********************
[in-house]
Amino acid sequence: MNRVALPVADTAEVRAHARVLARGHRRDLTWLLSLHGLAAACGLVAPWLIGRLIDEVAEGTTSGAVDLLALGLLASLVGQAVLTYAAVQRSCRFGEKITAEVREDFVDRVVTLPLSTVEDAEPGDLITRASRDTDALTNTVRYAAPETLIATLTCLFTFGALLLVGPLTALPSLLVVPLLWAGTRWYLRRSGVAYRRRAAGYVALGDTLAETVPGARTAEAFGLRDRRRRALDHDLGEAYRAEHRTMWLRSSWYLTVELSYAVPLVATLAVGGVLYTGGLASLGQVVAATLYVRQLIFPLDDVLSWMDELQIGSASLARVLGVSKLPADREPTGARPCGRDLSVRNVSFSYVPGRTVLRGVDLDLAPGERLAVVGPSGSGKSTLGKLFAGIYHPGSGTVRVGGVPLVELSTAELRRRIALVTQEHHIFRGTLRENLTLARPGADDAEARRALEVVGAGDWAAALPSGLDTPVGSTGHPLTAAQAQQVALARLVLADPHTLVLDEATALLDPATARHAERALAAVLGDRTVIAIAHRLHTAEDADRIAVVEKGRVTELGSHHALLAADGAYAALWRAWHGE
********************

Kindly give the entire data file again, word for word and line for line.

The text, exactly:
[in-house]
Amino acid sequence: MNRVALPVADTAEVRAHARVLARGHRRDLTWLLSLHGLAAACGLVAPWLIGRLIDEVAEGTTSGAVDLLALGLLASLVGQAVLTYAAVQRSCRFGEKITAEVREDFVDRVVTLPLSTVEDAEPGDLITRASRDTDALTNTVRYAAPETLIATLTCLFTFGALLLVGPLTALPSLLVVPLLWAGTRWYLRRSGVAYRRRAAGYVALGDTLAETVPGARTAEAFGLRDRRRRALDHDLGEAYRAEHRTMWLRSSWYLTVELSYAVPLVATLAVGGVLYTGGLASLGQVVAATLYVRQLIFPLDDVLSWMDELQIGSASLARVLGVSKLPADREPTGARPCGRDLSVRNVSFSYVPGRTVLRGVDLDLAPGERLAVVGPSGSGKSTLGKLFAGIYHPGSGTVRVGGVPLVELSTAELRRRIALVTQEHHIFRGTLRENLTLARPGADDAEARRALEVVGAGDWAAALPSGLDTPVGSTGHPLTAAQAQQVALARLVLADPHTLVLDEATALLDPATARHAERALAAVLGDRTVIAIAHRLHTAEDADRIAVVEKGRVTELGSHHALLAADGAYAALWRAWHGE